Yes, we were privileged; we had domestic helpers. Husband grew up in a similar household, too. That’s the reason why our mothers weren’t homemakers – our parents could afford help, so they could focus on their careers. They suffered less of the dreaded double burden: having a career AND doing the majority of unpaid care work.
(Statistics available in #1 in the Here are 4 Ways to Support Women in Your Life article)
As much as I want to say husband and I are more equal when it comes to housework, I know that the balancing act will be a tough one to implement perfectly if and when children enter the picture.
So the only solution for us is to get domestic helpers, when the time comes.
(Happily, there are more options nowadays. We don’t have to get live-in domestic helper – there are companies that provide domestic services like cleaners and part-time nannies and more. We’ll figure it out when we get there – but first, save the money we’ll inevitably need)
Bonus: This is how we divide house chores now
Married people who both have careers, did you have the 'you take this chore I take that one' chat before/after you got married?
We did and it helped a lot. I don't want to and will not do everything ON TOP of my work https://t.co/bOznHn3acj
— Suraya | suraya.eth (@surayaror) January 30, 2022
– you are free to outsource the tasks you don't like (paid with own money)
– of course there will be give & take when work is busier for one person. adjust
– do not dictate how the other person do the chore. if they do it X way & you prefer Y, keep opinion to yourself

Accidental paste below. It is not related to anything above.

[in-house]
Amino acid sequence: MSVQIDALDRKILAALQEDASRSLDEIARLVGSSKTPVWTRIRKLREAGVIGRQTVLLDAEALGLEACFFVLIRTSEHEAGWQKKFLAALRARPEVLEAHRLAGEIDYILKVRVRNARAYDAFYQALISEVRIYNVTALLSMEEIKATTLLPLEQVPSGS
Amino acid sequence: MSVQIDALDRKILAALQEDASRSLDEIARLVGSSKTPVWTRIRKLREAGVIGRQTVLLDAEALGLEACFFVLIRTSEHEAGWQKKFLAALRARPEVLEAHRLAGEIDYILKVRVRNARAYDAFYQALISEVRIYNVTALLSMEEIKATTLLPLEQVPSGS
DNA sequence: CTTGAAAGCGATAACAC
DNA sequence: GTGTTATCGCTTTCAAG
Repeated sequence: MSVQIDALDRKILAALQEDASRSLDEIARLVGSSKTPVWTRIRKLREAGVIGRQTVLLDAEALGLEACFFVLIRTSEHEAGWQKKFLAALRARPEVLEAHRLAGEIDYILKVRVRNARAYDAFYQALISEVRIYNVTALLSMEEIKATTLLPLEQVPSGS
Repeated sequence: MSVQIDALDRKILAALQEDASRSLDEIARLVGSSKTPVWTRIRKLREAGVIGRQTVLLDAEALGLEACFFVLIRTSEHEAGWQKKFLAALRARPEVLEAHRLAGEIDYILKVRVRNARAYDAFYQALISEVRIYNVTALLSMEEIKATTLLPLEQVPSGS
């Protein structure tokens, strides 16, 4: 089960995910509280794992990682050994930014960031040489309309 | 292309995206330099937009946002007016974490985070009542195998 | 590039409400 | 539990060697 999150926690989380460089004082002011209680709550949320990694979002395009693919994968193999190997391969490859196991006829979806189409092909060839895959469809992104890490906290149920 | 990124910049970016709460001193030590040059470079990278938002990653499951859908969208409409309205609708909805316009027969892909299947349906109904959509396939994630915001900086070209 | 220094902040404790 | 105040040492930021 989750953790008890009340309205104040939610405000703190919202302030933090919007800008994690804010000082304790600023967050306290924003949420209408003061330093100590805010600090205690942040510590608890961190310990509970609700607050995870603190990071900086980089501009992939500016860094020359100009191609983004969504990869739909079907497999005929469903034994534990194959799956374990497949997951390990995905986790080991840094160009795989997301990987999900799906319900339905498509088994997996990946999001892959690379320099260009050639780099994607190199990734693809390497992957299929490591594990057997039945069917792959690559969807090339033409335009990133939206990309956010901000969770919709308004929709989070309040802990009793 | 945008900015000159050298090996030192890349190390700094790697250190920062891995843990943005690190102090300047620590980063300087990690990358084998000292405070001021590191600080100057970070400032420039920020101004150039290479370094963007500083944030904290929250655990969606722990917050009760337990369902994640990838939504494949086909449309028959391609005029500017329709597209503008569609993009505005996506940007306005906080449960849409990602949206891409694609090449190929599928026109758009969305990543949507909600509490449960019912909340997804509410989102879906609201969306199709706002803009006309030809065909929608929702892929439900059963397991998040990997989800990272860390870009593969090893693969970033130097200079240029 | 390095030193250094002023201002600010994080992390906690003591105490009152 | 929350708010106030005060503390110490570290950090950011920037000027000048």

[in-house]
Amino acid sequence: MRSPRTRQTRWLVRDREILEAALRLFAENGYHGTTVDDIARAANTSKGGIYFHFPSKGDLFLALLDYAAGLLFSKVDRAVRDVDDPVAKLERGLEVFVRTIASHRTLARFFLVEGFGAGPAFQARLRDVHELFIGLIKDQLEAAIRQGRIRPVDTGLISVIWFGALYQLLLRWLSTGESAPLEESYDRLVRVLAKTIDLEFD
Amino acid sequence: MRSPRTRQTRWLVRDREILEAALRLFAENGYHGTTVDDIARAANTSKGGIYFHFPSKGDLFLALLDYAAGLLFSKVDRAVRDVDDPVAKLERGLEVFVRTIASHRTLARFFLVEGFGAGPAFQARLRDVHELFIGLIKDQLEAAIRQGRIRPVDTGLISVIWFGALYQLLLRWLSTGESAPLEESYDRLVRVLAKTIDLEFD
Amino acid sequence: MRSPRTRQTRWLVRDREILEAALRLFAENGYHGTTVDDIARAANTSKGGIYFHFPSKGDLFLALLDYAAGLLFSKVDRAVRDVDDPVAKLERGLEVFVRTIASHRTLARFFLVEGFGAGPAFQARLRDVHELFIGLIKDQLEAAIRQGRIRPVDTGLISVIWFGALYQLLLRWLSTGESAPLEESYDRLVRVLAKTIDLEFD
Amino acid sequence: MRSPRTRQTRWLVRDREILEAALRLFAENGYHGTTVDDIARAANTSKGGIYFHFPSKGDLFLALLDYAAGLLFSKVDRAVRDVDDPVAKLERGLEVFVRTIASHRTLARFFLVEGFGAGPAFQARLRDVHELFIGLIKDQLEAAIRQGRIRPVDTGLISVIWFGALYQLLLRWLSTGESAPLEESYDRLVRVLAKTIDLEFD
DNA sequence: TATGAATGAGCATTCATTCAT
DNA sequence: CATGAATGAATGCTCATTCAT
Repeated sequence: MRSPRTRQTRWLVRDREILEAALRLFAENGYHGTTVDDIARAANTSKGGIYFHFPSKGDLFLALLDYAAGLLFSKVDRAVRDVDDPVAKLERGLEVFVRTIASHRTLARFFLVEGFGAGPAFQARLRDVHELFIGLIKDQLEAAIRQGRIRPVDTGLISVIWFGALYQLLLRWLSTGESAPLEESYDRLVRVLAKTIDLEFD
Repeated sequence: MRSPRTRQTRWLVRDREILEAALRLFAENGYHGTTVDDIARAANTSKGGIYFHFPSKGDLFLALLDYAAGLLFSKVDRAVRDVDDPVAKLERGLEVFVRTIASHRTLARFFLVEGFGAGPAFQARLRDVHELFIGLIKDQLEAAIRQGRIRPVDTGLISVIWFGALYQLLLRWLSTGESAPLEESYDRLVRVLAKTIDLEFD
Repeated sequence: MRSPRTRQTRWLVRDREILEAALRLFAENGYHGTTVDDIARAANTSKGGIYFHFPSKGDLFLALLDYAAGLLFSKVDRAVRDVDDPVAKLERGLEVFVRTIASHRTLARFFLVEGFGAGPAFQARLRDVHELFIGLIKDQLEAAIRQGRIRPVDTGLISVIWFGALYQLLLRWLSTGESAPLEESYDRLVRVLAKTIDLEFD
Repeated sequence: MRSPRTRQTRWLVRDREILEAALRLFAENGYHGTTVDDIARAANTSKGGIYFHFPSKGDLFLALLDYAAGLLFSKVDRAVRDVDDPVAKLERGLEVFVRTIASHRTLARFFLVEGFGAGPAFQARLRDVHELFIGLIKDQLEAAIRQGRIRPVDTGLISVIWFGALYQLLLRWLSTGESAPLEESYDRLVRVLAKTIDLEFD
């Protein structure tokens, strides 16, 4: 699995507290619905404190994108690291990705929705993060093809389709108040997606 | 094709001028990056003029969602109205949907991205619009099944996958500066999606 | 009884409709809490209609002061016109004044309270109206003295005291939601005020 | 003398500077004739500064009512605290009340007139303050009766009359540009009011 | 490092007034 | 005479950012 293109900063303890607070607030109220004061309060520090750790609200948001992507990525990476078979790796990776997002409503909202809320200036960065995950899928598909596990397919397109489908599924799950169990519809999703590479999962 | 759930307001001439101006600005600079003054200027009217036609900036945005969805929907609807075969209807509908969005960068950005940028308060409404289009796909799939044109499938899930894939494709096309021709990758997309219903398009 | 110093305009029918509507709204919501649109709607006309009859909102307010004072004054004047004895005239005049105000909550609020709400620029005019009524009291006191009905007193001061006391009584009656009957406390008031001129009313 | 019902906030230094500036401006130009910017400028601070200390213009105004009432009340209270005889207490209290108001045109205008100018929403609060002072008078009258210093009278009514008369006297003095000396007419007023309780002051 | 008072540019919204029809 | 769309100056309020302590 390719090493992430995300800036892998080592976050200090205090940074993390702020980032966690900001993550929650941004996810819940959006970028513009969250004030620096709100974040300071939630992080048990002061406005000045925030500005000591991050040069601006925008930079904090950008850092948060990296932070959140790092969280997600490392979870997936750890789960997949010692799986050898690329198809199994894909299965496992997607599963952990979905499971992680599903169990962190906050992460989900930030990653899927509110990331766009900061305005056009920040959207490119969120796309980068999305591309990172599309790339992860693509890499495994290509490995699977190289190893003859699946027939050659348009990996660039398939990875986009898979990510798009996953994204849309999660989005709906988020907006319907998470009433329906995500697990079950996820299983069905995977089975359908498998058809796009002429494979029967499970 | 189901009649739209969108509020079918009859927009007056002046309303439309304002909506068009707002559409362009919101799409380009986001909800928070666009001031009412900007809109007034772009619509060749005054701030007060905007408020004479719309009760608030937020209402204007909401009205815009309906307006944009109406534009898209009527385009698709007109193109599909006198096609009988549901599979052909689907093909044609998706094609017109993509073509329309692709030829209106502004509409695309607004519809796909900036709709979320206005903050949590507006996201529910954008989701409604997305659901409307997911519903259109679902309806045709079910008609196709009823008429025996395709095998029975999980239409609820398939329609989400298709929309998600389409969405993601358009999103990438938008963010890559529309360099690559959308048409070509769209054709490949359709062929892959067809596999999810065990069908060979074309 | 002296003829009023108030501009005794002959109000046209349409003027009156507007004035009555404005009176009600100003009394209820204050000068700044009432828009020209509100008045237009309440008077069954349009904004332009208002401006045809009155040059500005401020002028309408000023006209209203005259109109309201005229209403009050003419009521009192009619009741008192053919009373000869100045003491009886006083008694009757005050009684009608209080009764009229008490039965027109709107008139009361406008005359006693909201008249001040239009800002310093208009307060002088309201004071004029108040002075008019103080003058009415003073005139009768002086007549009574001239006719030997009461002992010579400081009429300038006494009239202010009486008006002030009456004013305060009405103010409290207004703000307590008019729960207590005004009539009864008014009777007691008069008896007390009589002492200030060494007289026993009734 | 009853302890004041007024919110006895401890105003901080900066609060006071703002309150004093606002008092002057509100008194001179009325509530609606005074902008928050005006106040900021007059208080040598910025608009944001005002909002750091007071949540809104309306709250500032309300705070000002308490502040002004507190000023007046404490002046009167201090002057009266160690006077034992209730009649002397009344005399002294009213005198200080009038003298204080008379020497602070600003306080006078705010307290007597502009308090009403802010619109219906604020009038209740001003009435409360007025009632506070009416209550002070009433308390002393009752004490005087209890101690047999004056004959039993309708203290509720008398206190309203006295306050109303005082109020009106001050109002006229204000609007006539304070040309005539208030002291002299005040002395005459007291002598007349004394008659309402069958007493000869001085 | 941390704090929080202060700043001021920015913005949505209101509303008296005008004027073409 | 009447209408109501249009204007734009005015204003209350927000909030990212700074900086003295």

— Suraya | suraya.eth (@surayaror) January 30, 2022
#3 – Claiming my right to add on additional clauses in taklik
For financial and (most importantly) love reasons, I am NOT okay with polygamy. Sharing my husband with another would shatter me completely – body, mind and soul. I’d rather get a divorce than be in a polygamous marriage.
I’m not the only person with this view. According to one study, only 32% of Muslim women in Malaysia allow their husbands to take on another wife.
Thankfully and happily, husband heard me out and agreed as well – no polygamy while he is married to me.
So we put it in black and white and added it in the taklik – the husband/wife agreement in Islam.
In addition to the no-polygamy clause, I also included clauses that do not take away my personal autonomy: no restrictions on travel and career decisions. We’ll discuss everything important of course, but I don’t need ‘permission’.
It’s amazing how much his agreement to these additional clauses in the taklik made me submit more easily and freely. After all, love and loyalty are strongest when it’s freely given and made by choice, not by force.
More information about taklik in my How to Avoid Polygamy in Malaysia: Add it in The Taklik article.
#4 – Applying feminist principles
Husband doesn’t identify as a feminist (in fact he thinks that word has a negative connotation), but I am, and I’ve been sharing and showing how applying feminist principles in our marriage benefits him.
Actually, it’s been benefiting him since we first dated. For example,
- Contribute financially as well – dual-income household = better standard of living
- If work/home responsibilities ever get too much, each of us is allowed to take time off and/or use our savings to solve it